Nowhere do I find traction enough for a foothold to climb down. It seems the rocks are slickest where the greatest treasures hide, and my rubber-soled boots are no match for whatever mystery mucous coats the wet rocks.
Pondering my predicament, I take off my pack and sit down. Sometimes, when faced with a challenge, I find the best response is to take a break, take a breath, and feed the brain. I reach in the side pocket of my backpack for an orange, and find instead… my ice cleats. Bingo!
I retrieve my citrus from the other side of the pack and enjoy the fruit and some water, then stretch the spikes over my boots, and ease down the escarpment. Spikes grip the wet rock with the certainty of a mountain goat and I lower myself into wonderland.
Every bend and crack reveals more reds, greens, purples, and yellows than the last, but even with my new goat feet, reaching some of them with my lens proves challenging. Often, I want to lie down on the rock to get the right angle, but life dictates where I can stand. Anemones the size of thimbles live in the tiniest pools, and little starfish are flipped here and there, feet to the sky, vulnerable to the beak of a hungry gull. I don’t want to be the reason any of these creatures fail to see the tide return.A dead green sea urchin, its purple and while shell partially crushed, rests atop the oral disc of one particularly handsome khaki and red anemone. The opening at the center of the anemone’s disc serves as both mouth and anus, and I wonder if this a meal or just detritus that drifted here on the tide.In another pool, a pair of unlucky urchins share a confined space with a sixteen-legged sunflower star—a fierce hunter that can race after prey at a blistering 1 meter per minute on its 15,000 tube feet. Eventually, tired from so much crouching, stretching, climbing, and balancing, I take a moment to enjoy the other view. Across the water, the mountains of Admiralty Island, and beyond them the Chilkat Range, glow white in the late morning sun. The crashing sound of waves shattering on the rocks below remind me of the power of the Pacific, and I step back. A pair of belted kingfishers chatter behind me, and I turn to watch them disappear into a nest tunneled in a crevice high on the cliff face.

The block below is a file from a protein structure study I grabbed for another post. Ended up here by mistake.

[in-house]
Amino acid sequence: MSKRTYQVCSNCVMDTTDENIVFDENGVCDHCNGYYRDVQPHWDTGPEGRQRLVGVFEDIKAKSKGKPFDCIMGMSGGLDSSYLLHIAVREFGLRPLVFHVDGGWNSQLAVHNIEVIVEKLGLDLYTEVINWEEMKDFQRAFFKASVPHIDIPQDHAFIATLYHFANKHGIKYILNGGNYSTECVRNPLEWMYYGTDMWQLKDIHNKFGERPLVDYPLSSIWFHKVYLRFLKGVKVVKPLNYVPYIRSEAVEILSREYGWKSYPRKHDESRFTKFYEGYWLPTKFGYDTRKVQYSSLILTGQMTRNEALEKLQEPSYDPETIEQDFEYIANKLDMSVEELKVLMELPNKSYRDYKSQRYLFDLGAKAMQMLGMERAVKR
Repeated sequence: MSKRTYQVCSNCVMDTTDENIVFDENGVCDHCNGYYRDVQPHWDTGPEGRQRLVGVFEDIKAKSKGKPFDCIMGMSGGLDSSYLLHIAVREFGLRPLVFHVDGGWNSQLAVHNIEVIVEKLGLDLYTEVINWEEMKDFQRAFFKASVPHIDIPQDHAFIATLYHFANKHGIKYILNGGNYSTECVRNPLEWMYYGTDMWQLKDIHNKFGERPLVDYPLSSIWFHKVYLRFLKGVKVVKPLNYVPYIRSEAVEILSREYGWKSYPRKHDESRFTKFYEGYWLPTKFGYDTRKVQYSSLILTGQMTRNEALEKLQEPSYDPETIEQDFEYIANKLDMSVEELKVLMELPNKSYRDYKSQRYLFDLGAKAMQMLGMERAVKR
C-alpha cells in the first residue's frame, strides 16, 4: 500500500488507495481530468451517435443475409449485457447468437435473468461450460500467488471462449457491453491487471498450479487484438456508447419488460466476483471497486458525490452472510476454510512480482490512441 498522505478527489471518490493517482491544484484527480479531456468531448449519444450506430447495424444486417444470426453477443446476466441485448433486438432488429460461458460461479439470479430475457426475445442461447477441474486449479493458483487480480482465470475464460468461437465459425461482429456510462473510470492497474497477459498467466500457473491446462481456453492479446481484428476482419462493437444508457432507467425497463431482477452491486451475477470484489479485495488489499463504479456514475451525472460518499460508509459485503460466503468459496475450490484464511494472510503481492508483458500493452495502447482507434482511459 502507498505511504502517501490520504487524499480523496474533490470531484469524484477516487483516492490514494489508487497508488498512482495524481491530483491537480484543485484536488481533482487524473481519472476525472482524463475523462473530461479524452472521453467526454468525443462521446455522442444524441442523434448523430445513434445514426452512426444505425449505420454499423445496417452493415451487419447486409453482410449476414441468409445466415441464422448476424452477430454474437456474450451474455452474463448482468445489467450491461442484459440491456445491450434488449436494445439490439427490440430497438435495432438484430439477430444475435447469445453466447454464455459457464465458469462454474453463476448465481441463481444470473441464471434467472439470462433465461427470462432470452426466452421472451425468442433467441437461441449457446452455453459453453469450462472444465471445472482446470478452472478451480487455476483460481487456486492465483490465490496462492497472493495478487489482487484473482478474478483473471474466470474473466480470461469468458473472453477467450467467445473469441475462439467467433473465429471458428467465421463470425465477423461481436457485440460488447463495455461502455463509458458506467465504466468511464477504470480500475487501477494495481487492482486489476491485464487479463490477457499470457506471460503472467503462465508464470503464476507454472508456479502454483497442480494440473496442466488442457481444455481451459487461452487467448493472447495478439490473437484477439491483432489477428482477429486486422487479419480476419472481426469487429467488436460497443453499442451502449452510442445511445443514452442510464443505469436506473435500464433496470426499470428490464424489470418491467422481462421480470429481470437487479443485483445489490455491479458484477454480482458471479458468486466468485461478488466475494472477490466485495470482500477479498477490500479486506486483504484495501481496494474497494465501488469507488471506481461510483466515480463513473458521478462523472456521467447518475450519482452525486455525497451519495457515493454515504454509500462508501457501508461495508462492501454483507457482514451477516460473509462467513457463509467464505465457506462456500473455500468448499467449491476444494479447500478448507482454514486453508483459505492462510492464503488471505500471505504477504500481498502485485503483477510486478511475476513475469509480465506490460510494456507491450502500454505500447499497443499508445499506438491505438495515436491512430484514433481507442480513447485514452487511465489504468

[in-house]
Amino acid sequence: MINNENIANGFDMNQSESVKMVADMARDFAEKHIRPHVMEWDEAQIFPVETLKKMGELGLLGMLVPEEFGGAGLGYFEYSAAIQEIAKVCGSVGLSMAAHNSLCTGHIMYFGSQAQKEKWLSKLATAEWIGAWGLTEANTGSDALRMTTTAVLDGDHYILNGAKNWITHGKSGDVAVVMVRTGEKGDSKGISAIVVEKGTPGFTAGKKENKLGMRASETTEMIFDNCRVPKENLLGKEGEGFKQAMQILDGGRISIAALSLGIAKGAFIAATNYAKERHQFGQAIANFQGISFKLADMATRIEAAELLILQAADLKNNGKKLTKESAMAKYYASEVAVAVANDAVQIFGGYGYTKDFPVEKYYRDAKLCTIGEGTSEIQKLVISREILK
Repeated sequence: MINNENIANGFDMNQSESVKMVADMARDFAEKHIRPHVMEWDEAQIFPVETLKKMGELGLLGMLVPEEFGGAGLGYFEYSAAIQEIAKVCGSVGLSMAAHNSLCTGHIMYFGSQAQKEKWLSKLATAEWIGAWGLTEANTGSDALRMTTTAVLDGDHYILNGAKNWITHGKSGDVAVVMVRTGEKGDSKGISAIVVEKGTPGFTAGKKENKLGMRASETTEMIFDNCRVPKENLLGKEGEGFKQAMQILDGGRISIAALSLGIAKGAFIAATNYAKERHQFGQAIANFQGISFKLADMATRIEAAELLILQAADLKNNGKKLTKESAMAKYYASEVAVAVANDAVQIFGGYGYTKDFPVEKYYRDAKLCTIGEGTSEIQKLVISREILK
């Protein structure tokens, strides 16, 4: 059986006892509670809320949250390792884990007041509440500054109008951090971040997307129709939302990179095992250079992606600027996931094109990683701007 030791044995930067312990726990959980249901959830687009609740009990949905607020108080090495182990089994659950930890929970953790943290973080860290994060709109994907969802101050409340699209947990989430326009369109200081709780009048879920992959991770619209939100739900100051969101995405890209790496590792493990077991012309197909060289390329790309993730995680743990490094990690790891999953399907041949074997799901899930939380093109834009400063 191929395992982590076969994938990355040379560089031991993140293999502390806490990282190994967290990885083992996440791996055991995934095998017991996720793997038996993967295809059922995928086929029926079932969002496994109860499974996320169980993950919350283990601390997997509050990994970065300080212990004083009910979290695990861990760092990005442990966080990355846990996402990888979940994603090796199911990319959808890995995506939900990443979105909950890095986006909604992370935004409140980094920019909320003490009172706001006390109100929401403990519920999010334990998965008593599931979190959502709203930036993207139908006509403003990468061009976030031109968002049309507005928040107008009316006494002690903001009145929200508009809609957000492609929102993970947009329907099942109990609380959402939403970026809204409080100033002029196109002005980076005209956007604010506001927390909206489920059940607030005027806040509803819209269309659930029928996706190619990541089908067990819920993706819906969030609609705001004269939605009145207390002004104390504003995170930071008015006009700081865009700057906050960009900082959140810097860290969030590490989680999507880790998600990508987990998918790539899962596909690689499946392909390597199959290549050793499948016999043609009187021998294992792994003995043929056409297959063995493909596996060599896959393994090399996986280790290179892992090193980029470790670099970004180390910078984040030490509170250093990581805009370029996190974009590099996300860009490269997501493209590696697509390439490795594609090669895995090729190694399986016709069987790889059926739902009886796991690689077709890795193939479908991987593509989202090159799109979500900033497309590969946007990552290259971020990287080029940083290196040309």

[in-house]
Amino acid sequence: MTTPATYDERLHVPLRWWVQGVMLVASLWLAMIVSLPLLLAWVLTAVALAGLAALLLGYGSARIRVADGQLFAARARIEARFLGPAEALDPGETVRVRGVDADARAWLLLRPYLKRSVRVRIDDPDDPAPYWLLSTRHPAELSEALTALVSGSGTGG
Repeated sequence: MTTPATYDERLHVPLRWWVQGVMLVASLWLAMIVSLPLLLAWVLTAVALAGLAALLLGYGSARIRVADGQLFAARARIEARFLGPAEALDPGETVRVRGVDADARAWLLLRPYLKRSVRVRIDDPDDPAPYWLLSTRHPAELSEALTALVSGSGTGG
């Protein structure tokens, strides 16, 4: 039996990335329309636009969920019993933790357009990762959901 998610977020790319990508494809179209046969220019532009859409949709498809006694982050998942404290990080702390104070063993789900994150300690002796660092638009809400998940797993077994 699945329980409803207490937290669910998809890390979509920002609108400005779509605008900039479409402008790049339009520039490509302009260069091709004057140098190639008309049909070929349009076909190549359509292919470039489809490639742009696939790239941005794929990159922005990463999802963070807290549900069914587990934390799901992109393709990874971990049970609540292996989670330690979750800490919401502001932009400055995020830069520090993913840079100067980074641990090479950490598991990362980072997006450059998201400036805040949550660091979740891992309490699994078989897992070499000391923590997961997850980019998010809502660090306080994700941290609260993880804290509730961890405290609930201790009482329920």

A familiar sound, like a giant blowing his nose, turns me back around. I am smiling with anticipation before seeing the twenty foot plume of water vapor hanging over the waves, and the black arched back and dorsal fin of my first humpback whale of the season—a fitting end to my exploration down below.
Carefully, I ascend back to relative safety where I remove my cleats and navigate a short traverse through blue mussel- and barnacle-crusted terrain, avoiding damage to these vulnerable creatures as much as possible, then I complete my circumnavigation along the beach, and back to the spit that has now widened to include the entire bay. Where hours before, ducks socialized in large flocks, now dozens of people, isolated in small, largely nuclear groups, turn over rocks or probe the muck.
Keeping my head down, I allow a wide berth for these scattered tide-poolers and hopeful geoduck diggers. Happy as clams in the tidal mud, they will never know that right over there, on the other side of the island, is a slippery rabbit hole to a Chihulean wonderland, and I will not be the one to tell them. Alone, I walk back to my truck.